(Brandon Parker/The Washington Post)

The phrase has become somewhat of a beacon for the Maryland football team, lit by fans and coaches, designed to entice recruits into joining the “hometown movement.” The definition varies by individual, but generally it reflects the desire of the Terrapins to keep local talent around for four or five more years. “It’s very important to us,” Coach Randy Edsall said last week on National Signing Day.

Success has varied over Edsall’s three recruiting classes. In 2012, wide receiver Stefon Diggs tipped the first domino. He ranked among the top 10 players nationally, the second-best wide receiver in the country and the No. 1 player in Maryland. Scoring him represented a massive boon for the program, as did the commitment from his teammate, running back Wes Brown.

Of course, results for this class have been mixed since – Diggs was electric his freshman season and Brown showed promise, but the former broke his leg this season and the latter was suspended for violating university policy – not to mention that offensive lineman Mike Madaras, the 11th-ranked player in Maryland that year, is no longer at the school.

But it was a start, and that’s what Edsall wanted. Washington, D.C., went similarly well during a comparatively down year; No. 3 Sean Davis and No. 4 Albert Reid both committed and have contributed for two seasons with the Terps.

“The one thing everybody has to understand is we want to recruit the best possible players here locally, in-state, Washington D.C., northern Virginia,” Edsall said. “Not everybody’s going to fit the profile that we have. We’re not going to be able to keep them all at home. But the ones we identify that we want to keep at home that fit the particular needs for that year and fit the profile we have, we’re aggressively going to pursue them and go after them.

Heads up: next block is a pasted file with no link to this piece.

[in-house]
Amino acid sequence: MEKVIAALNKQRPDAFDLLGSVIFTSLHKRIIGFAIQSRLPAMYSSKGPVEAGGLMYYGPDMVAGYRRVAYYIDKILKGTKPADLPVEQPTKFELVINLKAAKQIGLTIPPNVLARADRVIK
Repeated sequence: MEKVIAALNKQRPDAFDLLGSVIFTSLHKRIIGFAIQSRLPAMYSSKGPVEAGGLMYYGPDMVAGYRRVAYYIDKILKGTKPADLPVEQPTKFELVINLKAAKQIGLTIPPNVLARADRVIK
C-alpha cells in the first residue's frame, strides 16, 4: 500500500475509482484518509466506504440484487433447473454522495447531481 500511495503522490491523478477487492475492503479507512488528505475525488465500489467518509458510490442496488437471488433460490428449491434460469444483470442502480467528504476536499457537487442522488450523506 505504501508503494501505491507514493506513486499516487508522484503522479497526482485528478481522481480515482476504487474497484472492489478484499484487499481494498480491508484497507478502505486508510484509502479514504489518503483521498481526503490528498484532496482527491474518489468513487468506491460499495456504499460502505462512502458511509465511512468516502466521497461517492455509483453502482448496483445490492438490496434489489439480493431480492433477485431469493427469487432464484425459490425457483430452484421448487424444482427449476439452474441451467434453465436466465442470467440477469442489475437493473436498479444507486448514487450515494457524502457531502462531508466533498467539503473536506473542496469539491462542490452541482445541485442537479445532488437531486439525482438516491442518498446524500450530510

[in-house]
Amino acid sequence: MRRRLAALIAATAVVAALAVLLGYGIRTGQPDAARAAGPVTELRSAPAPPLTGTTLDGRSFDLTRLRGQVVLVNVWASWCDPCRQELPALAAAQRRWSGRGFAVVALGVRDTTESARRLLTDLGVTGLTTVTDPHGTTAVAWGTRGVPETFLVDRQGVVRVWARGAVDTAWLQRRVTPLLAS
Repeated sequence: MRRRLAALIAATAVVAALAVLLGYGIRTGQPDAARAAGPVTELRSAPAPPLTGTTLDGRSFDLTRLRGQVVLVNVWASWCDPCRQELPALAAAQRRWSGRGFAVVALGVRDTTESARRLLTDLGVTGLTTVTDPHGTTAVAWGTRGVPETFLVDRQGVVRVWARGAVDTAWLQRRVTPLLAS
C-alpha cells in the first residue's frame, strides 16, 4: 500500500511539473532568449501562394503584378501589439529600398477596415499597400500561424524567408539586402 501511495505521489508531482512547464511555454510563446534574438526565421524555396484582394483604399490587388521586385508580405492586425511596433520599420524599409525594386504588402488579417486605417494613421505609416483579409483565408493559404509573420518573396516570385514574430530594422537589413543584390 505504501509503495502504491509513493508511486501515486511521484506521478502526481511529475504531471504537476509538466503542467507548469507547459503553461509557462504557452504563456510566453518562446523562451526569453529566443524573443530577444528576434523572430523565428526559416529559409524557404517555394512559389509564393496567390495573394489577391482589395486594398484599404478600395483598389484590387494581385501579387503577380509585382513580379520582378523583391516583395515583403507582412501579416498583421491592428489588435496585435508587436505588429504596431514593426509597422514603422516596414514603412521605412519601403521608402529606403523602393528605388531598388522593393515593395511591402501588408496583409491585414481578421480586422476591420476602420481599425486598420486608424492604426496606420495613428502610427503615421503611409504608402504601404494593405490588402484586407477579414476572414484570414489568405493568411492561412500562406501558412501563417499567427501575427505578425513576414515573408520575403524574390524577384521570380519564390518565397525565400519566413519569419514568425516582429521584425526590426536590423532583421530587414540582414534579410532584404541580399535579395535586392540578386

“I really believe that if we keep the nucleus of guys from this area, keep them at Maryland, that’s going to make us an even better football team and a better program.”

The Terps have been shutout from Northern Virginia since Edsall’s arrival, but Washington, D.C,. piped in recruits for their class of 2013. Three of the top seven players from the District committed to Maryland that year, making up for the fact that just two of Maryland’s top 11 – quarterback Shane Cockerille and wide receiver Taivon Jacobs, ranked 10th and 11th, respectively – pledged.

This year brought a mixed bag. Maryland only inked two of the state’s top 27 players, per 247sports.com, but those two – offensive lineman Damian Prince and linebacker Jesse Aniebonam — were ranked first and second. In D.C., only quarterback Will Ulmer (second overall ) will enroll at Maryland after five-star cornerback Jalen Tabor chose Florida.

Still, Edsall found reason for optimism when asked about the potential for a hometown movement, no matter how vague and undefined that term may be. The class of 2015 brings even more opportunity, like Gilman quarterback Kai Locksley, the son of Maryland offensive coordinator Mike Locksley, Damascus athlete Jalen Christian, Gonzaga guard Richie Petitbon, Eleanor Roosevelt tackle Isaiah Prince and Friendship Academy guard Quarvez Boulware, who named the Terps in his top six on Wednesday.

“I think what’s happening now,” Edsall said. “You’ve seen it in the last three years … These guys, they talk to one another, they’re around one another. Now they start recruiting those guys that they either played against, or from their high school, to keep them here. Again, there’s going to be some guys who want to get away. We can’t do anything about that. We’ll try to recruit them, but some guys will just want to get away. But what’s happening is now guys are understanding they can accomplish everything they want to accomplish here.”